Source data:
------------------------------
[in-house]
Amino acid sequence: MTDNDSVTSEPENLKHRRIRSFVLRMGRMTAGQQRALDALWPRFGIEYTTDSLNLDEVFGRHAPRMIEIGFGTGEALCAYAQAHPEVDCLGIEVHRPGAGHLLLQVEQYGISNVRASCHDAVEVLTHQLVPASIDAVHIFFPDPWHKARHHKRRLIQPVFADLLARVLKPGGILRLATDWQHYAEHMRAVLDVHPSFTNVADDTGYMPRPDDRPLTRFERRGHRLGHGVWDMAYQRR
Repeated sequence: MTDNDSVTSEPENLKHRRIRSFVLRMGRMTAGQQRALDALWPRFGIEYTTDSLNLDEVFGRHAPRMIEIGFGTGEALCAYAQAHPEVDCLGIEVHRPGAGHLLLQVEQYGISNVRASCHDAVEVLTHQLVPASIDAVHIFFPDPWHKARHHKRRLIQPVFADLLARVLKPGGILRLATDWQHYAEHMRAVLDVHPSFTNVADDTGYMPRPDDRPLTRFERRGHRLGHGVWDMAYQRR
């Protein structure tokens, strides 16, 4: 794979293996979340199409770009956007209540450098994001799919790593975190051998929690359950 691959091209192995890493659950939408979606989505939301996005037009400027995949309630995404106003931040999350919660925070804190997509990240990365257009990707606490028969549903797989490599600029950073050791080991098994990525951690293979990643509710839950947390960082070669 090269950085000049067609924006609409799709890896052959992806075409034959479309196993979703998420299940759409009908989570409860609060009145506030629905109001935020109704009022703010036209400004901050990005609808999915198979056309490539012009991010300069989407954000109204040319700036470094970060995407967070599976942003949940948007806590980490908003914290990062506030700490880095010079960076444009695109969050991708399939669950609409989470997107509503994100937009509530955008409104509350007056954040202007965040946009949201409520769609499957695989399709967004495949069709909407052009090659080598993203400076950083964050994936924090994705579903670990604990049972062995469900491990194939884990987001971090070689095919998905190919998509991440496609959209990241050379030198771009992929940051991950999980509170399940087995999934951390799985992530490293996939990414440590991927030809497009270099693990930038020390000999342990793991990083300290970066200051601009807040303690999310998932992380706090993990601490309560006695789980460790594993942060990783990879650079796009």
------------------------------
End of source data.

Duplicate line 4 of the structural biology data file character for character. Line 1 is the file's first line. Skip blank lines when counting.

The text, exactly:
């Protein structure tokens, strides 16, 4: 794979293996979340199409770009956007209540450098994001799919790593975190051998929690359950 691959091209192995890493659950939408979606989505939301996005037009400027995949309630995404106003931040999350919660925070804190997509990240990365257009990707606490028969549903797989490599600029950073050791080991098994990525951690293979990643509710839950947390960082070669 090269950085000049067609924006609409799709890896052959992806075409034959479309196993979703998420299940759409009908989570409860609060009145506030629905109001935020109704009022703010036209400004901050990005609808999915198979056309490539012009991010300069989407954000109204040319700036470094970060995407967070599976942003949940948007806590980490908003914290990062506030700490880095010079960076444009695109969050991708399939669950609409989470997107509503994100937009509530955008409104509350007056954040202007965040946009949201409520769609499957695989399709967004495949069709909407052009090659080598993203400076950083964050994936924090994705579903670990604990049972062995469900491990194939884990987001971090070689095919998905190919998509991440496609959209990241050379030198771009992929940051991950999980509170399940087995999934951390799985992530490293996939990414440590991927030809497009270099693990930038020390000999342990793991990083300290970066200051601009807040303690999310998932992380706090993990601490309560006695789980460790594993942060990783990879650079796009």